On Thu, 24 Dec 2009 10:31:09 +0900, "Stephen J. Turnbull" firstname.lastname@example.org wrote:
Martin's point is that the PEP process doesn't *have* "reference" implementations. It has *sample* implementations. It may be useful to refer to a sample implementation as an example..
Fair enough. But otoh, asking for sample implementations on this type of project can skew the PEP towards a particular implementation or product.
A definition for metadata should be something quite abstract and self contained. So imo I am happier where it is currently.
What implementations do is another matter.
Right. We all agree on that.
An implementation with lots of state like PyPI is not likely to change quickly. As a matter of user relations (including but not limited to developers like you), Python doesn't want to deprecate practices that are expensive to change too soon. (That's not my opinion about what is appropriate, that is my assessment of the historical policy of Python, which I don't think will change.)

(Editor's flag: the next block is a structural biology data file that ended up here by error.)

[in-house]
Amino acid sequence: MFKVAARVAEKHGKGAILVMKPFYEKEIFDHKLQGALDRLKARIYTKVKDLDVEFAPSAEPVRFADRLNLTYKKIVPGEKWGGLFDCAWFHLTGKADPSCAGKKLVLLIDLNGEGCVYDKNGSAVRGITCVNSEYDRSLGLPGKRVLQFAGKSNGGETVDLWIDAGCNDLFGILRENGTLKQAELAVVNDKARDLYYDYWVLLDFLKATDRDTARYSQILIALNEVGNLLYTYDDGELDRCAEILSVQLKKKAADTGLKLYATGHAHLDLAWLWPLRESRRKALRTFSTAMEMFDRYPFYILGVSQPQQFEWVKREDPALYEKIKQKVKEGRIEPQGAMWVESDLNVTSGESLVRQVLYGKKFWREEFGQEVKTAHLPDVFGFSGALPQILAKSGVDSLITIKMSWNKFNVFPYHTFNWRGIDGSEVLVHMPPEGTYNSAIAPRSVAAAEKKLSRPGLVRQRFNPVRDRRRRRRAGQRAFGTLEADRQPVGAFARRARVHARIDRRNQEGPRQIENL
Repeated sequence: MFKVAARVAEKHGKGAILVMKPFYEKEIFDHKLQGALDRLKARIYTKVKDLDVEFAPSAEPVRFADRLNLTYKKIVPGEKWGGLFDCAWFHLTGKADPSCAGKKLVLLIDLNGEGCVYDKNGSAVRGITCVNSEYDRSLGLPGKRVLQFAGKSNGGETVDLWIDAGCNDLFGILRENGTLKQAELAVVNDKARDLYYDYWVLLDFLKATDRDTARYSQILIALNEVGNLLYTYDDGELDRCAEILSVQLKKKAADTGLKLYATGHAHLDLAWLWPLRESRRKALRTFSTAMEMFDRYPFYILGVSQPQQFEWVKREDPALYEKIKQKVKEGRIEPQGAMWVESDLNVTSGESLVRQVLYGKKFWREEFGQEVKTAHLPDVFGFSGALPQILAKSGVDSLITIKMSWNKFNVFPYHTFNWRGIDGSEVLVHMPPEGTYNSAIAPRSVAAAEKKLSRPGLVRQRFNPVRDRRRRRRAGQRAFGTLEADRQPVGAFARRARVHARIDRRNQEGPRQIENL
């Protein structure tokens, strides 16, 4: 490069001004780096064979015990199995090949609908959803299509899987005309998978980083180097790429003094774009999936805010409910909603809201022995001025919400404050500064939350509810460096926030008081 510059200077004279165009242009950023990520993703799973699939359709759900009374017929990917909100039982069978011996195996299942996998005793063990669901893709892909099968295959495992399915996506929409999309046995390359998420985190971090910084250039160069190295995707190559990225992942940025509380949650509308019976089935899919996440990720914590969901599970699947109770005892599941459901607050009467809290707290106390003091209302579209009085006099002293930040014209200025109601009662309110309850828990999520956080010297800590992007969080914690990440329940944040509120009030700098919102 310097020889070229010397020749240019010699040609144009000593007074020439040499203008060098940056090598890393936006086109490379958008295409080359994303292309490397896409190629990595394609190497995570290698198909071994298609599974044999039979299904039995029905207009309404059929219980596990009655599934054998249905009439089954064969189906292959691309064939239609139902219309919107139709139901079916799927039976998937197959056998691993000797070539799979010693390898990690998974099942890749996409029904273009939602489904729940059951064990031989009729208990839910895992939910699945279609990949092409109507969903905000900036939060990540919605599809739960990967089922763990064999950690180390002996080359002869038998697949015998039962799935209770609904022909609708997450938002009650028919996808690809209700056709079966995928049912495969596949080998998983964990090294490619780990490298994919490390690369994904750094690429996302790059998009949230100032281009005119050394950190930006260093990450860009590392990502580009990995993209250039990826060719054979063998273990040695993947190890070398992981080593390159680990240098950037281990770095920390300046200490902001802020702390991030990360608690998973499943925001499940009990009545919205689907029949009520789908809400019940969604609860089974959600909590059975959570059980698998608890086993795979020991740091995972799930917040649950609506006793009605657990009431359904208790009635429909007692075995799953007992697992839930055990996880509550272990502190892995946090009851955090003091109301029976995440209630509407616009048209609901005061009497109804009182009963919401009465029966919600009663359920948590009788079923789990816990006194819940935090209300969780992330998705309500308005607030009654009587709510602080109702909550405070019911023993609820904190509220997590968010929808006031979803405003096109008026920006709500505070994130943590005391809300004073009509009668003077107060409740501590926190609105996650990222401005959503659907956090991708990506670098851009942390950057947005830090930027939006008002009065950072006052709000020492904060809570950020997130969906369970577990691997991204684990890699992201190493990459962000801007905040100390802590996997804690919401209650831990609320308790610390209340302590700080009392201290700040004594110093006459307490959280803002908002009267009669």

Well I would need more convincing that it is better to do one PEP every 4-5 years as a user relations exercise than one PEP every year or two years.
Whilst I agree that the core language is really great and the rate of progress can happily slow. It would be nice to see the rate of progress of other areas, such as the metadata side, increase a little.
That wouldn't break policy